Title:
Apparatus for transmuting nitrogen 14 into carbon 14
Kind Code:
A2


Abstract:

Nitrogen 14 is fed by pressure differentials in a continuous process in which atoms are held in fixed magnetic positions while electromagnetic energy converts protons into neutrons thus transmuting nitrogen 14 into carbon 14.




Inventors:
Beckwith, Robert Wallace (US)
Craig, Andrew Pettit (US)
Application Number:
EP20010304325
Publication Date:
11/21/2001
Filing Date:
05/15/2001
Assignee:
Beckwith, Robert Wallace (US)
Craig, Andrew Pettit (US)
International Classes:
G21G1/12; (IPC1-7): G21G1/12; G21K1/00
European Classes:
G21G1/12
View Patent Images:



Other References:
PATENT ABSTRACTS OF JAPAN vol. 0122, no. 58 (C-513), 20 July 1988 (1988-07-20) & JP 63 045107 A (OSAKA GAS CO LTD), 26 February 1988 (1988-02-26)
YANHE JIN ET AL: "/sup 14/C beta decay and the /sup 14/N M1 form factors" PHYS. REV. C, NUCL. PHYS. (USA), PHYSICAL REVIEW C (NUCLEAR PHYSICS), USA, vol. 38, no. 2, August 1988 (1988-08), pages 923-930, XP002274845 ISSN: 0556-2813
Claims:
1. Apparatus for transmutation of nitrogen 14 (N14), into carbon 14 (C14) comprising in combination: a) feeding means for feeding N14 by pressure differentials in a continuous process, b) magnetic field means for holding N14 atoms in fixed magnetic positions, and c) electromagnetic field means for producing C14 atoms by adding energy to N14 nuclear protons whereby said protons change into neutrons thus causing the desired transmutation.

2. Apparatus as in Claim 1 further comprising electric field means at right angles to said magnetic field means for also holding N14 atoms in fixed electric positions.

3. Apparatus as in Claim 1 or 2 further comprising said electromagnetic field means adding energy to N14 atoms at the resonant frequency of N14 atoms whereby the desired transmutation is obtained.

4. Apparatus as in Claim 1, 2 or 3 further, comprising in combination: a) cavity means for containing electromagnetic fields, b) cavity exciting means for producing said fields from said electromagnetic field means, and c) exciting means for producing magnetic fields within said cavity means whereby N14 is transmuted into C14.

5. Apparatus as claimed in Claim 4 wherein said cavity means has a first and a second side divided lengthwise, and said exciting means places direct current voltages between said first side and said second side so as to produce an electric field at right angles to said magnetic field whereby N14 is transmuted into C14.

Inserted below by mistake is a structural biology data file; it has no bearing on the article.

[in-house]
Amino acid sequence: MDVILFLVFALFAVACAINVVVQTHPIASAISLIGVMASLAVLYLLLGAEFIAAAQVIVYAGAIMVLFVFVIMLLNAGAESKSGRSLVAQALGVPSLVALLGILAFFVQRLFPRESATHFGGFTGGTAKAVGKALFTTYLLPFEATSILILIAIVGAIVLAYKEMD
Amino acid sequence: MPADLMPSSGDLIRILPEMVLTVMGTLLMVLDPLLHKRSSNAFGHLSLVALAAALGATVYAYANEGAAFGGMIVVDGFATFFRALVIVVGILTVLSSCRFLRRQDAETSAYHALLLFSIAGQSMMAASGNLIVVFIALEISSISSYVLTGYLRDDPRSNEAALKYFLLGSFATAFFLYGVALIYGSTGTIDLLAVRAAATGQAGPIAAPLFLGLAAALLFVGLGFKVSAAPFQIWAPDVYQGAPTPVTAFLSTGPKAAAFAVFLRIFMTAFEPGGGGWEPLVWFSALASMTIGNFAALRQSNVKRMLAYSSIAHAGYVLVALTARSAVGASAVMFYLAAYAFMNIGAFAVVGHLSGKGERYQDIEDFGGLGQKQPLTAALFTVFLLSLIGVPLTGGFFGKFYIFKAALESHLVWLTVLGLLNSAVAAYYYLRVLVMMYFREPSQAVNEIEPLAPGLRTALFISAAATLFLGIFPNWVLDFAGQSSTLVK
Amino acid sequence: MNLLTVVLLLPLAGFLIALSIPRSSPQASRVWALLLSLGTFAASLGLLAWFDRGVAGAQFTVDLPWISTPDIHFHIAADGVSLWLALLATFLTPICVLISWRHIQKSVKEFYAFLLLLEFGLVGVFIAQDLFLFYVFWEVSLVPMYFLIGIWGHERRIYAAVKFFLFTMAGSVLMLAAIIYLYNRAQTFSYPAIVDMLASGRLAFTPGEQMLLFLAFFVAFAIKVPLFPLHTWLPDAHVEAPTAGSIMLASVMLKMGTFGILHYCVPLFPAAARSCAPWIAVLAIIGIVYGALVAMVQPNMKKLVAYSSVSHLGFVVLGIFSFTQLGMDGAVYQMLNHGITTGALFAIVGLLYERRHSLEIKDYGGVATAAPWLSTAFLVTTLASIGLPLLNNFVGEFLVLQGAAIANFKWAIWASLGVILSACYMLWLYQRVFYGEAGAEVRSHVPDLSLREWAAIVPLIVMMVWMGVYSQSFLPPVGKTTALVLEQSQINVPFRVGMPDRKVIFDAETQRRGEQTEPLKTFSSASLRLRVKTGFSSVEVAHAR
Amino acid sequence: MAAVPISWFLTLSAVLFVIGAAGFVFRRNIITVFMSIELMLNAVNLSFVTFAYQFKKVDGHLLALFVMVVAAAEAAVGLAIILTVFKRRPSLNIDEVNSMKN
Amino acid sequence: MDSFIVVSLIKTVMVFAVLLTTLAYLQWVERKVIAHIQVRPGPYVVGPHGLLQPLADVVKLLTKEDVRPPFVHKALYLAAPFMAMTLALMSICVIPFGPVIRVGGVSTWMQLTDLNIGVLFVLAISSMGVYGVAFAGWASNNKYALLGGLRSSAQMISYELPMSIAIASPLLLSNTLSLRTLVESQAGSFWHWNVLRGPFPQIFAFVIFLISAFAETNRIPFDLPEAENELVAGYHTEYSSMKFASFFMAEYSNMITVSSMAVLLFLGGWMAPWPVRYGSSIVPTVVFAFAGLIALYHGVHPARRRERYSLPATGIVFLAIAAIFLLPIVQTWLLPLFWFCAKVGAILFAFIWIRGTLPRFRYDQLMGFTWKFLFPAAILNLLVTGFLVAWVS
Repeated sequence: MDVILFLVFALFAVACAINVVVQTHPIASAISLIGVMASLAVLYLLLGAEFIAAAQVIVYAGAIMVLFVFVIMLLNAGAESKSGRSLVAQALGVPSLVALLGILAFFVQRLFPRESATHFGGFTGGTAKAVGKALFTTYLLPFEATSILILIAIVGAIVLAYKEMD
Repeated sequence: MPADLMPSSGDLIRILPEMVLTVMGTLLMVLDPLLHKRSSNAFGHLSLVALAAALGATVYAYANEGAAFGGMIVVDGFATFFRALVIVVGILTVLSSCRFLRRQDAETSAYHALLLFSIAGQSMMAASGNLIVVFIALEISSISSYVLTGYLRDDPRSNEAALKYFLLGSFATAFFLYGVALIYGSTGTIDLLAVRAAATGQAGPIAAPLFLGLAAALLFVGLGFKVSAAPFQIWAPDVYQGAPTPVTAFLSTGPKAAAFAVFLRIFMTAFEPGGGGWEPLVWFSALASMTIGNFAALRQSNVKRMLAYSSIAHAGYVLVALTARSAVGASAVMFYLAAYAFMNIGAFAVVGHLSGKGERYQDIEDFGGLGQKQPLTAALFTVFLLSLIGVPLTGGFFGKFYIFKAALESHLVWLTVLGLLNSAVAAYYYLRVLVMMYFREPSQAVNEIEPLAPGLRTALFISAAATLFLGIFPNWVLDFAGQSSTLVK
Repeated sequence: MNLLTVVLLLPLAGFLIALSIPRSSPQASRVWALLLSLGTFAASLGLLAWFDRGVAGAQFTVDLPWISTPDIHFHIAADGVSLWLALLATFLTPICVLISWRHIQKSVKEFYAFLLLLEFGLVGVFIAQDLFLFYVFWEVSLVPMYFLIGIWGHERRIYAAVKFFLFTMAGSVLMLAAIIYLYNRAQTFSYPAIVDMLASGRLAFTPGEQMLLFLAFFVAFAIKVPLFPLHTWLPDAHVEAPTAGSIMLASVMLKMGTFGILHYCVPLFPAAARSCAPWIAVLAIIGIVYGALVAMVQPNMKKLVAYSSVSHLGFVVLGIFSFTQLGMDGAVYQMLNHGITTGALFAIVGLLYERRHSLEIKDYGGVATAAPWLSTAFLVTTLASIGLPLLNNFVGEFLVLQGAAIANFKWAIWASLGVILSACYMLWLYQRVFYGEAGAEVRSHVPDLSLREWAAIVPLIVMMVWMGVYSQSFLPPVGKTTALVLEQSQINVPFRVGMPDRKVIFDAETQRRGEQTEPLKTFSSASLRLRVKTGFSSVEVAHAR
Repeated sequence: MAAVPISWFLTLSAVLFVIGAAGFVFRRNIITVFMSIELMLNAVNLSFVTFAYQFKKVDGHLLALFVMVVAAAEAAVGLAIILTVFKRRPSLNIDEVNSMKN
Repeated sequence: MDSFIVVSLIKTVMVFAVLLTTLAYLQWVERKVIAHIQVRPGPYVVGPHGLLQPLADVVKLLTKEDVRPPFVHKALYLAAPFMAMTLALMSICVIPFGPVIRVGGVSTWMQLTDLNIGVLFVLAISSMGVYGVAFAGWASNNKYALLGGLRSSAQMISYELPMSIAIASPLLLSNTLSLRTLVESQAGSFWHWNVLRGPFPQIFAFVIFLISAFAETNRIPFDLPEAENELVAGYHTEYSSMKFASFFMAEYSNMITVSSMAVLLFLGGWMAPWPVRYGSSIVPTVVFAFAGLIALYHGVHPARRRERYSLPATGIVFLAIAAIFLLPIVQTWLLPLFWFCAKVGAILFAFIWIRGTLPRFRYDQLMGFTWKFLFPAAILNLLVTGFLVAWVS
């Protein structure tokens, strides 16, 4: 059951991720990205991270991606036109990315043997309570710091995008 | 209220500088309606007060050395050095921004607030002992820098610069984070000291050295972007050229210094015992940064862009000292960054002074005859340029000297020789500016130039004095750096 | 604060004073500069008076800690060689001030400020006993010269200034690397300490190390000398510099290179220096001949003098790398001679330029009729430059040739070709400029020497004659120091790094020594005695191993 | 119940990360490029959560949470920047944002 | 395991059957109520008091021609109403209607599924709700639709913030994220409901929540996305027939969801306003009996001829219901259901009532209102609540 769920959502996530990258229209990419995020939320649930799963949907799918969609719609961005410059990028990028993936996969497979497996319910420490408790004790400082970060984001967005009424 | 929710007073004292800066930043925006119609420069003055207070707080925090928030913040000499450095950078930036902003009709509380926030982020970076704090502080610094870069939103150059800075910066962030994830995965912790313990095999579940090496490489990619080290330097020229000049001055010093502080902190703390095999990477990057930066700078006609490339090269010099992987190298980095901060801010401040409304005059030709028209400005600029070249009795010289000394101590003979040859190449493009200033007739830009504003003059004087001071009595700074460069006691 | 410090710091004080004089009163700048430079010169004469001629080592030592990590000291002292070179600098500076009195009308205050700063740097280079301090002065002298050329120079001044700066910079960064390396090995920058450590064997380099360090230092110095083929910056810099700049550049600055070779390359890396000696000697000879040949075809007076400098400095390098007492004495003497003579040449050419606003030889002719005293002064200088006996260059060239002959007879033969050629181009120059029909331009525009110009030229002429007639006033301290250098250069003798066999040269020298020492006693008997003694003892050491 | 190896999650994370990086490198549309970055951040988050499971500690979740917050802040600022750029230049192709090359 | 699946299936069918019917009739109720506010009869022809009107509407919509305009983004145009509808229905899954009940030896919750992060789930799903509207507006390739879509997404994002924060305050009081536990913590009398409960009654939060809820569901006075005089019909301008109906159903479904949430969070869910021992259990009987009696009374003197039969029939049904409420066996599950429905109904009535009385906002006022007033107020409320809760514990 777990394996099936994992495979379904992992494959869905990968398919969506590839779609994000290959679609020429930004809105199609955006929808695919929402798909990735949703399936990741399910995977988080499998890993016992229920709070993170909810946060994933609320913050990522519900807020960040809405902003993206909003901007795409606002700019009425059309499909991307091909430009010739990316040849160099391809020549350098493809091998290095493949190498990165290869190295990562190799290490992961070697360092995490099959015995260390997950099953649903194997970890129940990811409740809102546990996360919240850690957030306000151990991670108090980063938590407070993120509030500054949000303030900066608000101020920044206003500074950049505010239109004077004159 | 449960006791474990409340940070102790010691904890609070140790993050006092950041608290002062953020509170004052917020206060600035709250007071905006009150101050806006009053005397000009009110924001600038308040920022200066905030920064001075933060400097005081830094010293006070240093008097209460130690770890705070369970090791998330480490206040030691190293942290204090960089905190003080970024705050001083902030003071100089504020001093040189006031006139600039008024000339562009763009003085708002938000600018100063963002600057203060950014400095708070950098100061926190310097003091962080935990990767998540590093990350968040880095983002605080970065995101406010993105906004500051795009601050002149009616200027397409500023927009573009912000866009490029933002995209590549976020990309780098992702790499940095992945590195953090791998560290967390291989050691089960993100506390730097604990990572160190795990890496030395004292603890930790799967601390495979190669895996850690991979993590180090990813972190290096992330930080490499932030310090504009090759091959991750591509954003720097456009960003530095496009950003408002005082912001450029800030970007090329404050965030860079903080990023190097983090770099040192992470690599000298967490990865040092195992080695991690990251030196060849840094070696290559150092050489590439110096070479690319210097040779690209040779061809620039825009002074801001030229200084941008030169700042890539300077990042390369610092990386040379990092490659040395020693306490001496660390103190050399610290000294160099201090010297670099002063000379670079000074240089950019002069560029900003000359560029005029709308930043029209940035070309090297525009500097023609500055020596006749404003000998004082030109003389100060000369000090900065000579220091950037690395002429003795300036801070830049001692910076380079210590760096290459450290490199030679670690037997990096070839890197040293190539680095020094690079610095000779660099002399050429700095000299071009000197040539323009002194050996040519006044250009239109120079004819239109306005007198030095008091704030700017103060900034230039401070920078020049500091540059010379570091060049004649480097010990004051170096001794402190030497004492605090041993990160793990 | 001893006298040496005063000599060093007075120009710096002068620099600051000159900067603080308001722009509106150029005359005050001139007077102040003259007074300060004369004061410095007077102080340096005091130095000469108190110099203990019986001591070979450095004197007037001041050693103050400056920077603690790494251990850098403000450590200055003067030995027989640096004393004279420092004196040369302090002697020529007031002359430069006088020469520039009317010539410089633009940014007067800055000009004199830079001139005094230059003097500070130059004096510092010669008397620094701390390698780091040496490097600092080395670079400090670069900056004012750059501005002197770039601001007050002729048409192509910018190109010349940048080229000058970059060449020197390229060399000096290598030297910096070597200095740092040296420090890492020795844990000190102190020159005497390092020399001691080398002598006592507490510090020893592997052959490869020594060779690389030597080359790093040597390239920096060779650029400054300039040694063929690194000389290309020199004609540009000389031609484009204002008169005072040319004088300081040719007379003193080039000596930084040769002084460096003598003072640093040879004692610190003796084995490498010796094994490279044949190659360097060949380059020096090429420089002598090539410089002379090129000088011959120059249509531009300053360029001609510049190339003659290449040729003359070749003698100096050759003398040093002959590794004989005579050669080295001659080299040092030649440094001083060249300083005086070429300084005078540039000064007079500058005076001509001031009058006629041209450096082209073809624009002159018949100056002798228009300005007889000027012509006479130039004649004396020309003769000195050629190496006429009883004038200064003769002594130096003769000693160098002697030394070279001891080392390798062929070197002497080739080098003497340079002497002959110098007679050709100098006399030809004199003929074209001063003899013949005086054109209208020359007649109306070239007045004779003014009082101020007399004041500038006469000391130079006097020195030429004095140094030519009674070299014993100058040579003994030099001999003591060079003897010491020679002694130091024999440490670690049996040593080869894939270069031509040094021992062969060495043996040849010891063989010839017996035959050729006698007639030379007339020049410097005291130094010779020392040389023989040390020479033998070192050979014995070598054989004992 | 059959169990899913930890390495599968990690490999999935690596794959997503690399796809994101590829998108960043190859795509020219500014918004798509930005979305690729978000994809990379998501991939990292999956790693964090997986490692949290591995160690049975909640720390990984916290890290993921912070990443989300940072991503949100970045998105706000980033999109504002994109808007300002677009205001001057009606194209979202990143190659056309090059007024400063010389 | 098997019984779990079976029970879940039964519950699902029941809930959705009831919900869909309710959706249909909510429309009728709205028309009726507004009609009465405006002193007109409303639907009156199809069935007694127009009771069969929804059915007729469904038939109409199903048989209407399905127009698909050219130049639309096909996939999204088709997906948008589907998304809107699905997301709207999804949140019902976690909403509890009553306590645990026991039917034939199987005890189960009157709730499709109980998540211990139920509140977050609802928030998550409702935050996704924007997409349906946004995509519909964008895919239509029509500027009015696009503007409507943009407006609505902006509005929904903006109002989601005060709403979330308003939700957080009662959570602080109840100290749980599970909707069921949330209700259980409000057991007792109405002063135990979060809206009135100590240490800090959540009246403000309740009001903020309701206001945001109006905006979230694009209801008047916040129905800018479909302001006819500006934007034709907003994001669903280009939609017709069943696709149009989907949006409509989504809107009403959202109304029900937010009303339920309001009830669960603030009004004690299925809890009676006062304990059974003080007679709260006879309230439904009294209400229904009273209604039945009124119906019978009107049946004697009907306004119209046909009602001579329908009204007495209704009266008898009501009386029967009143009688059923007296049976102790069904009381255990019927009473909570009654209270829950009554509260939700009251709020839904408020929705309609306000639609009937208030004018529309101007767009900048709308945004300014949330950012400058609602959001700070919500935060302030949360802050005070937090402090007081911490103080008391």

6. Apparatus as in Claim 4 or 5 further comprising in combination, a) input manifold means for regulating the flow of N14, b) output manifold means for collecting gasses from said cavity and supplying said gasses to an exhaust pump, c) regulating means for controlling the flow of gas through said exhaust pump, d) pressure measuring means for said cavity means, e) pressure measuring means for said input manifold means, and f) pressure measuring means for said output manifold means whereby pressures are usable for optimizing performance of the apparatus.

7. Apparatus as in Claim 6 further comprising in combination, a) orifice plate means providing a first pressure reduction between said input manifold means and said cavity means, b) orifice plate means providing a second pressure reduction between said cavity means and said output manifold means, c) gas tight assembly means preventing leaks between said input and output manifold means, said orifice plate means and said cavity means whereby a modular structure is formed for easy changing of said pressure reducing orifice plate means.

8. Apparatus as in Claim 7 wherein orifices are positioned on said orifice plate means so as to form a laminar flow of nitrogen through said cavity.

9. Apparatus means as in Claim 7 or 8 further providing interchangeable orifice plate means having various diameter orifices so as to permit experiments with a selection of pressure drops.

10. Apparatus as in Claim 7, 8 or 9 further incorporating. C14 collection means in said second orifice plate means whereby the second orifice plate means can be removed and examined for the presence of C 14.

11. Apparatus as in any preceding Claim wherein said N14 is ultra-pure with respect to C12 contamination.

12. Apparatus as in Claim 4 wherein said cavity means is resonant at the resonant frequency of N14.

13. Apparatus as in any preceding Claim further comprising in combination: a) conductor means for collecting electrons released by transmutation of N14 into C14, and b) measurement means of said electrons as an electric current whereby current measurements are usable in optimizing operation of said transmutation apparatus.